Wednesday, 15 July 2020

Quick Lit July 2020

Linking up with Modern Mrs Darcy for the QuickLit round up. June was a slower reading month, but with one unfinished novel and two I loved, I guess it was a winner overall.



Dorothy L. Sayers - Strong Poison
What I appreciate about Sayers's detective novels is the emphasis on 'novel'. The Lord Peter Wimsey stories don't follow a formula, but rather Sayers experiments with style and theme. This novel introduces the partnership with Harriet Vane beloved by many readers, as Lord Peter races to prove she is innocent of poisoning her former lover. I also enjoyed the balanced themes in this book: Even as the men - Lord Peter, Detective Inspector Charles Parker, and The Hon. Freddie Arbuthnot - are contemplating marriage, we are introduced to a slew of unmarried, independent women whose resourcefulness matches Lord Peter's own. I've got two more Wimsey books waiting on my Kindle now!

Dacre Stoker - Dracula: the Un-dead
I was lured to try this by the promise that it is the authorised sequel - I made it through the original on my second go (the first time, I foolishly tried to read it at night) and loved it. Plus, I can claim to be vaguely related to Bram Stoker through my husband's side of the family. However, the claim that it is based on Bram Stoker's notes is stretching it a bit - I doubt he planned a gory, lesbian vampire fantasy. If you're wondering, it was the gore that made me put the book down - but if you like classic vampire novels, this might be for you.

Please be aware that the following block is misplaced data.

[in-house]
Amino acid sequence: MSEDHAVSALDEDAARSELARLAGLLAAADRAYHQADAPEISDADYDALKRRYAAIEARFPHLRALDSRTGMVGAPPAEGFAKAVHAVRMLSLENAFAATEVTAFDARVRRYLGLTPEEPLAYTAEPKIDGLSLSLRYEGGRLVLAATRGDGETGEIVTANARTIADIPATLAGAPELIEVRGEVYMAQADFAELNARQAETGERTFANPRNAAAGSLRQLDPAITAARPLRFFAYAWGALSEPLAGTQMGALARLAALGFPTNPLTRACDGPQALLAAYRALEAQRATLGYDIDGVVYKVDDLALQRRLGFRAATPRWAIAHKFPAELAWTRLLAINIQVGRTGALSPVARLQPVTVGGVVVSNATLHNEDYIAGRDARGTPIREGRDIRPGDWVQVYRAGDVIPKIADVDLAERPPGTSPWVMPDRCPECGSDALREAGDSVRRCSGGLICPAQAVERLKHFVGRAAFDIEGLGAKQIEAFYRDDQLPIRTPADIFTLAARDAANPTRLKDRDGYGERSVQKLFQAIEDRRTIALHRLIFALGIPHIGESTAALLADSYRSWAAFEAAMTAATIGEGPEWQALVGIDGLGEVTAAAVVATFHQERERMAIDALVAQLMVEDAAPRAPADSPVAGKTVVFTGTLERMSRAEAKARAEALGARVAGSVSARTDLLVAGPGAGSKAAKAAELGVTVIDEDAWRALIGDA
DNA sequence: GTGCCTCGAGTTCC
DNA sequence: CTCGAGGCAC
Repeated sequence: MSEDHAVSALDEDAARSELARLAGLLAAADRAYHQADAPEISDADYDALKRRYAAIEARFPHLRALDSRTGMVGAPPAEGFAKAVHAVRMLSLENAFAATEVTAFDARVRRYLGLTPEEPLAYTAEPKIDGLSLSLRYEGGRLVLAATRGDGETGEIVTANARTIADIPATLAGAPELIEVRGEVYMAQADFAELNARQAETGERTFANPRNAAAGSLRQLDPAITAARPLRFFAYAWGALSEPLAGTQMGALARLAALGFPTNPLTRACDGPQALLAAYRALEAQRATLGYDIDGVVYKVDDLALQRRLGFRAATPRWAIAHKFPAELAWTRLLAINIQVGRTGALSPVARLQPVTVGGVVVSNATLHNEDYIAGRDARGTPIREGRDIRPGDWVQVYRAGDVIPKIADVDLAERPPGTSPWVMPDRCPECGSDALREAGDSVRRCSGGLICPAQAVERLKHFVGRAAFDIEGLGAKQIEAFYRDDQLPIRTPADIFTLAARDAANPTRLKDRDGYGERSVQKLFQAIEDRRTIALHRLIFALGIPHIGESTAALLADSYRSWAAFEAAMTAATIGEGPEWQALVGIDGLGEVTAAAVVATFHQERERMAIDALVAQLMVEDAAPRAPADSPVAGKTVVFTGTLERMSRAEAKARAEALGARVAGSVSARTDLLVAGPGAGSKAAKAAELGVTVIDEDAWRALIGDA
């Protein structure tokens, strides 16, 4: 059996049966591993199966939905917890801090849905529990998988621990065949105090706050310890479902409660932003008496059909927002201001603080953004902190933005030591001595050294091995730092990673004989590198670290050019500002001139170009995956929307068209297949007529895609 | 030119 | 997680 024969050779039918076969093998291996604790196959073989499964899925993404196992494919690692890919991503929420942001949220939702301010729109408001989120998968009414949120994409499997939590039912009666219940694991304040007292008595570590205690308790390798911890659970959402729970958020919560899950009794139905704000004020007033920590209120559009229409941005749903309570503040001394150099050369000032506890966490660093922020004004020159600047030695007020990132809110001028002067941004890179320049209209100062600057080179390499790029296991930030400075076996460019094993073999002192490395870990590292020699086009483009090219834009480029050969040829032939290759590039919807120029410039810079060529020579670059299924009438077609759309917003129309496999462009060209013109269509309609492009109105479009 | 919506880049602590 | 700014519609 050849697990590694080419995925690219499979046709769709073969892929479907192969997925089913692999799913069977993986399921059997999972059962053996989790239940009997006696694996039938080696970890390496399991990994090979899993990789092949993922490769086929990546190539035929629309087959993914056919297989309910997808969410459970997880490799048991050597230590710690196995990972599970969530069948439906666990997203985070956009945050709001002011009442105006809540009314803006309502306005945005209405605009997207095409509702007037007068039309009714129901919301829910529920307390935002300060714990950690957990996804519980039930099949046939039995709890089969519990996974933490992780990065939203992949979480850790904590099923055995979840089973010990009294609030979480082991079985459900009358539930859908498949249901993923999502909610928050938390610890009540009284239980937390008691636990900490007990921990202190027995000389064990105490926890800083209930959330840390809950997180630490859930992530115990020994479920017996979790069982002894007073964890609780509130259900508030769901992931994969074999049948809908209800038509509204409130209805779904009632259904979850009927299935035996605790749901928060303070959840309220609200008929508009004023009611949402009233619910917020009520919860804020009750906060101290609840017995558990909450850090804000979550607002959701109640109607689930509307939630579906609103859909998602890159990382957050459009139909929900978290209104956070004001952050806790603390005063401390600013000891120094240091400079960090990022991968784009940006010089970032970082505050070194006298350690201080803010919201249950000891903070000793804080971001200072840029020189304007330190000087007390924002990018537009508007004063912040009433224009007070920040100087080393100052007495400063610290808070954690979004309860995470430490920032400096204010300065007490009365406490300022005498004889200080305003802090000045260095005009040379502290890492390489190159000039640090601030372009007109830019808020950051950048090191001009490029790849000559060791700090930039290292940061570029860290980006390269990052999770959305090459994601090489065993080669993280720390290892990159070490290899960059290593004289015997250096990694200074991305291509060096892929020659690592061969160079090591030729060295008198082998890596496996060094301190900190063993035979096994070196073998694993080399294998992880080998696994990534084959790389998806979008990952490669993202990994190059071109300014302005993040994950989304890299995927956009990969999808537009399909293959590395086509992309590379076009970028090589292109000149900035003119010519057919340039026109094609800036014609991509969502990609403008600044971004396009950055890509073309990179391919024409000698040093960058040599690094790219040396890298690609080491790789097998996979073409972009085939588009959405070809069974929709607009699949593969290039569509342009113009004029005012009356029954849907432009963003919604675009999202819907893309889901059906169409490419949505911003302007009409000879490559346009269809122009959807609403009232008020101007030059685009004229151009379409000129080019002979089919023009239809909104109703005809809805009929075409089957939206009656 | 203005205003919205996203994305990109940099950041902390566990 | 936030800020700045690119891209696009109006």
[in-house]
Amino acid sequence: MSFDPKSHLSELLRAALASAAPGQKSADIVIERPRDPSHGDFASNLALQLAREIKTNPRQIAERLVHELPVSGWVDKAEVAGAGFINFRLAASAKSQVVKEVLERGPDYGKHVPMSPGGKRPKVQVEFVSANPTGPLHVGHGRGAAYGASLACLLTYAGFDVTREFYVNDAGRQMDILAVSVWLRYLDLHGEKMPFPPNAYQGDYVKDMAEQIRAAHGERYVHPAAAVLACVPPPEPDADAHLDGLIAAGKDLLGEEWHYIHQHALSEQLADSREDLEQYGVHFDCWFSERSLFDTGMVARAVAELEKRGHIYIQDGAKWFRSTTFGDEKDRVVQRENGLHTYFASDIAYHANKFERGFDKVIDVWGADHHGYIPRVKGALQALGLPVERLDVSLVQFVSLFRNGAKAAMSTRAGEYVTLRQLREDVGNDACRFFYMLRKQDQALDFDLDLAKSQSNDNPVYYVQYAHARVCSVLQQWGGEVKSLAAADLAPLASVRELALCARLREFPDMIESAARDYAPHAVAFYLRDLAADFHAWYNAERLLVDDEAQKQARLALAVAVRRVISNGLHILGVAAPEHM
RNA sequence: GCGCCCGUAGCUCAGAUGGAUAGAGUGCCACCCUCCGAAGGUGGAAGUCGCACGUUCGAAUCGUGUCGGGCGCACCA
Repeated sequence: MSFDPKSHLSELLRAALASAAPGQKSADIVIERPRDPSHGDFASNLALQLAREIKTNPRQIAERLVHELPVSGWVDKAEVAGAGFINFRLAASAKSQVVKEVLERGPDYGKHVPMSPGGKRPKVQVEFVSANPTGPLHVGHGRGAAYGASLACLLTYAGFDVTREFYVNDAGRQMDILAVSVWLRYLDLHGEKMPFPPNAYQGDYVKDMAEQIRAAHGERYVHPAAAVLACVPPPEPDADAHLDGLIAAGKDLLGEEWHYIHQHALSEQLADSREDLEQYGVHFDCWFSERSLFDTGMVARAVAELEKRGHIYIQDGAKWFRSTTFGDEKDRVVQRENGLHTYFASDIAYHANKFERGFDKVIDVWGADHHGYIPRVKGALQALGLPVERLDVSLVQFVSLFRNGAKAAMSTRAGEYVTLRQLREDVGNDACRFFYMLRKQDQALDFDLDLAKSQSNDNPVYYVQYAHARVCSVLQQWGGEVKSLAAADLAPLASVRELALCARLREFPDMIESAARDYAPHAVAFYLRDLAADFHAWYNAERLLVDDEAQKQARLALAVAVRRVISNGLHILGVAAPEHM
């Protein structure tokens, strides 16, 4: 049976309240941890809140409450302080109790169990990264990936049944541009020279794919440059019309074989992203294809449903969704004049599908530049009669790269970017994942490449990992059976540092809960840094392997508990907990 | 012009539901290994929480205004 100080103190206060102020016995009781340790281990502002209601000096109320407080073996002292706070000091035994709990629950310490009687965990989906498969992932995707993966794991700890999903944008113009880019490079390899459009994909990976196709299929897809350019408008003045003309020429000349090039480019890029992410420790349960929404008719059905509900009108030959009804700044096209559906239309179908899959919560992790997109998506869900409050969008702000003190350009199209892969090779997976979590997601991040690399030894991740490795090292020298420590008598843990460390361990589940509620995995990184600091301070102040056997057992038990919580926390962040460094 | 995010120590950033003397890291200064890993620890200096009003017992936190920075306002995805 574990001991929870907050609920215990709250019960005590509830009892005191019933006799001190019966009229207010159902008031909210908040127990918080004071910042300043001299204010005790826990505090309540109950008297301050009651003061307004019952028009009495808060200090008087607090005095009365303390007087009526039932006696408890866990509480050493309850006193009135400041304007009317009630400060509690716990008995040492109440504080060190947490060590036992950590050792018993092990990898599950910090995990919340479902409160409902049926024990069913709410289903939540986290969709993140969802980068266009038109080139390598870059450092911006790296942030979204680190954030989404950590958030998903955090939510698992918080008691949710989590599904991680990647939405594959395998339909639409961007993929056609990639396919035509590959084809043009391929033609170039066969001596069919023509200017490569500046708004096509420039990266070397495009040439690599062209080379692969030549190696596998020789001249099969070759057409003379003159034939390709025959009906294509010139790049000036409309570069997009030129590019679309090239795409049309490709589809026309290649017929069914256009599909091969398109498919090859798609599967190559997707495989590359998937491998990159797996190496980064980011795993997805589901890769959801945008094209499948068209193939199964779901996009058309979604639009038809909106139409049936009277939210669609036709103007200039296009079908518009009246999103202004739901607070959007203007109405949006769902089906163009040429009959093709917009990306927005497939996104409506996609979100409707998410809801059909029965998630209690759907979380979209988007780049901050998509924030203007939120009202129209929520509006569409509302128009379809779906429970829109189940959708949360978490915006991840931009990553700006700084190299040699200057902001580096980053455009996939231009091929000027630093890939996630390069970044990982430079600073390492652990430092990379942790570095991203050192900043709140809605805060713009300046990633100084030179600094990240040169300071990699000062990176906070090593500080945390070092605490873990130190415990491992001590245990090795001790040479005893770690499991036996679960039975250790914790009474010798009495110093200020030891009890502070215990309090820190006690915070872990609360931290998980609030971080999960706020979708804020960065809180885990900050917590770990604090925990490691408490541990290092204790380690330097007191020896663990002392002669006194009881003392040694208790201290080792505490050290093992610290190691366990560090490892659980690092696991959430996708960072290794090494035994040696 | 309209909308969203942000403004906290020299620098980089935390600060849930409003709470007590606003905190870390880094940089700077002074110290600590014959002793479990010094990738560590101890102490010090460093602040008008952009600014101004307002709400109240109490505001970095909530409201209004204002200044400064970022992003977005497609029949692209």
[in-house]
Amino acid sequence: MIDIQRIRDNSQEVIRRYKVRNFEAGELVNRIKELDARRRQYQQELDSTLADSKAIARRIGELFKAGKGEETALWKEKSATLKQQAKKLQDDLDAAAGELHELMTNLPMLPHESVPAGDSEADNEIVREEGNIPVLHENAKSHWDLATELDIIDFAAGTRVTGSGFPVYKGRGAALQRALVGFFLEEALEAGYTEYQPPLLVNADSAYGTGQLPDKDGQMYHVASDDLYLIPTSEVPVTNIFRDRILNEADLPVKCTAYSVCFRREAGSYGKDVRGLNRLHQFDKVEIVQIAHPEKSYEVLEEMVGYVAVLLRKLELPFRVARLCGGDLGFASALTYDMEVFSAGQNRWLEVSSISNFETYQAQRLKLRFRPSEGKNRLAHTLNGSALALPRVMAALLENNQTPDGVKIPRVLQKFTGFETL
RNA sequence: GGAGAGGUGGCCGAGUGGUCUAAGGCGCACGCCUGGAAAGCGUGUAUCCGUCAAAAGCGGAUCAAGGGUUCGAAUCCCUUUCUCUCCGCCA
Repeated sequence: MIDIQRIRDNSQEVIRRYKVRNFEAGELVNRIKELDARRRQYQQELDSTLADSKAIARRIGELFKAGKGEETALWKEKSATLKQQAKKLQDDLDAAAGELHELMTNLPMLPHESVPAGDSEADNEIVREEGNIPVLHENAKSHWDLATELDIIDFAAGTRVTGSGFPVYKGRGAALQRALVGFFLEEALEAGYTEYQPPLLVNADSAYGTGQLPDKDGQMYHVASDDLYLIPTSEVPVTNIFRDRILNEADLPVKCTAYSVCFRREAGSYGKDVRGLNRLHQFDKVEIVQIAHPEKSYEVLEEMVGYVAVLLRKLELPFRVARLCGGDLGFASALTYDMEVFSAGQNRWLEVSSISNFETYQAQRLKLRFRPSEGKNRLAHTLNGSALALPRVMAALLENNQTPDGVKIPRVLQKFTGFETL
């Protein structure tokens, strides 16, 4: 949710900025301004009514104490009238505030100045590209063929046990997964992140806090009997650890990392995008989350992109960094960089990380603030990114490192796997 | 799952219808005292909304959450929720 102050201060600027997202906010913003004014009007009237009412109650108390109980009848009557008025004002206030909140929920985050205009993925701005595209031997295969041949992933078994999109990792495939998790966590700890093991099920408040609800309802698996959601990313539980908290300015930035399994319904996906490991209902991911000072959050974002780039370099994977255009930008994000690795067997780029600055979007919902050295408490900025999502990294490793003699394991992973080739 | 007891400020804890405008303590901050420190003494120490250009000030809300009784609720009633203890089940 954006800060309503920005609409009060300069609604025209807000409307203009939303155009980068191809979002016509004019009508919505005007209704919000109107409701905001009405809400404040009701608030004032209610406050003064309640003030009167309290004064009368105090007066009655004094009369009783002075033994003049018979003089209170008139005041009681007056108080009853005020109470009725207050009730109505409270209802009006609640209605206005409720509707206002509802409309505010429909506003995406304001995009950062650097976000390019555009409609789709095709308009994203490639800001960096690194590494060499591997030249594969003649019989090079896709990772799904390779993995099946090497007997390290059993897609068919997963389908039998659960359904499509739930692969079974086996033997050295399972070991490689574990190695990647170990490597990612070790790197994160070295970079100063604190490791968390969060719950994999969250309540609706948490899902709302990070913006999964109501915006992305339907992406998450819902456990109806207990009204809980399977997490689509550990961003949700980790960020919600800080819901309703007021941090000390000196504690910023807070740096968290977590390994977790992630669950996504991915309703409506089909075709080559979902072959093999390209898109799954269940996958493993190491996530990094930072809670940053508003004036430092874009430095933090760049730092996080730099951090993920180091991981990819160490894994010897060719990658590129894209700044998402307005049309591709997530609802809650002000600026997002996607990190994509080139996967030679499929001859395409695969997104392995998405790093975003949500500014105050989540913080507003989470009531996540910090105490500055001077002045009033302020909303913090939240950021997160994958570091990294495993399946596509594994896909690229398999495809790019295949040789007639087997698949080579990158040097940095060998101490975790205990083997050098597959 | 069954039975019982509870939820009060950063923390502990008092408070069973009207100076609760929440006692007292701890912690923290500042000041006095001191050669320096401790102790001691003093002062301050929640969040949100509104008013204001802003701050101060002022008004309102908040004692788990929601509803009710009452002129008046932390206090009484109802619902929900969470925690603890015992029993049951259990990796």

Ruth Saberton - The Letter
I've read one other novel by Saberton - The Island Legacy - and it was OK. But this one, unlike Dracula, I couldn't put down - it was right up my alley and had surprising similarities to my own writing style (well, maybe not, considering the setting and subject matter). This is a dual timeline novel, which I am gathering are quite popular right now. Young widow Chloe rents an old rectory in the Cornish village where her husband's roots are, hoping to find a resolution to her grief. She becomes embroiled in a mystery surrounding an obscure World War I poet, but the key she is searching for also becomes the one that opens a door to her new life.

From my critique group (I read this in July but am squeezing it in here!):


Saturday’s Child completes Rosemary Morris’ seven-book series of loosely connected Regency romances. You don’t need to read  them in order. They are all “sweet” or “closed door” romances. But although they may be gentle in tone, Ms. Morris uses these novels to explore issues of love across various barriers, be they disability, race or class. This story takes the latter angle, focusing not on a member of the upper class but working-class Annie, who builds up her own business after the loss of her father. Her determination and compassion earns her the attention of Marcus, a member of the ton, but can true love really cross class barriers? With Saturday’s Child, you can escape into the Regency era, root for a resourceful heroine, and admire a hero who is willing to challenge his beliefs for the sake of the woman he loves. Best of all, if this is your cup of tea, you have six more to enjoy!

Finally, here's a little taste of the 80s Wimsey and Vane series to round out this post. Each mystery gets 3-4 episodes, so you really get into the details. I recommend it!



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